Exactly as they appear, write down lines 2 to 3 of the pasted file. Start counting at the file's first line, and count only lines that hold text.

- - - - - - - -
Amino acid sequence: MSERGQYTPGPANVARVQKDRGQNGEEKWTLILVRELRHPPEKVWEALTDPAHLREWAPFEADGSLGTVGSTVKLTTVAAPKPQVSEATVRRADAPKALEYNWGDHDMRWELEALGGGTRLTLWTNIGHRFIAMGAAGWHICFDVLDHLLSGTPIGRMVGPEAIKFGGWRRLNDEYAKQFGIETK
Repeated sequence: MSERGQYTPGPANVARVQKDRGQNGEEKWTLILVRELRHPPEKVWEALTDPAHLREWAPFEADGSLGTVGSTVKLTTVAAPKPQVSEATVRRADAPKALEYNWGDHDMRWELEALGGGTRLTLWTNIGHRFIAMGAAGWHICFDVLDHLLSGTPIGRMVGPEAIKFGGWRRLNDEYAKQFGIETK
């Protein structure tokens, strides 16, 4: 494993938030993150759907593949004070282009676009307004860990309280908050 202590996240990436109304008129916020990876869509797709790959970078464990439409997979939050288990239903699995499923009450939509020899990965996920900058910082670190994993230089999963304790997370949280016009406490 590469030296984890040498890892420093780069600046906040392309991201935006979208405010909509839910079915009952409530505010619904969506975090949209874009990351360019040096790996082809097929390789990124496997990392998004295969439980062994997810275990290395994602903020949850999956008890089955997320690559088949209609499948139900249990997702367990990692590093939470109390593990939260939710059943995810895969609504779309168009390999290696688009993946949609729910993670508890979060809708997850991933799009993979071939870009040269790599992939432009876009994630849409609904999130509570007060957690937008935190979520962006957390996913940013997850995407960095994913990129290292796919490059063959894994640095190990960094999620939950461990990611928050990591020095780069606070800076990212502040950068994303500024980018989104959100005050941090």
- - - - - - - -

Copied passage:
Repeated sequence: MSERGQYTPGPANVARVQKDRGQNGEEKWTLILVRELRHPPEKVWEALTDPAHLREWAPFEADGSLGTVGSTVKLTTVAAPKPQVSEATVRRADAPKALEYNWGDHDMRWELEALGGGTRLTLWTNIGHRFIAMGAAGWHICFDVLDHLLSGTPIGRMVGPEAIKFGGWRRLNDEYAKQFGIETK
């Protein structure tokens, strides 16, 4: 494993938030993150759907593949004070282009676009307004860990309280908050 202590996240990436109304008129916020990876869509797709790959970078464990439409997979939050288990239903699995499923009450939509020899990965996920900058910082670190994993230089999963304790997370949280016009406490 590469030296984890040498890892420093780069600046906040392309991201935006979208405010909509839910079915009952409530505010619904969506975090949209874009990351360019040096790996082809097929390789990124496997990392998004295969439980062994997810275990290395994602903020949850999956008890089955997320690559088949209609499948139900249990997702367990990692590093939470109390593990939260939710059943995810895969609504779309168009390999290696688009993946949609729910993670508890979060809708997850991933799009993979071939870009040269790599992939432009876009994630849409609904999130509570007060957690937008935190979520962006957390996913940013997850995407960095994913990129290292796919490059063959894994640095190990960094999620939950461990990611928050990591020095780069606070800076990212502040950068994303500024980018989104959100005050941090």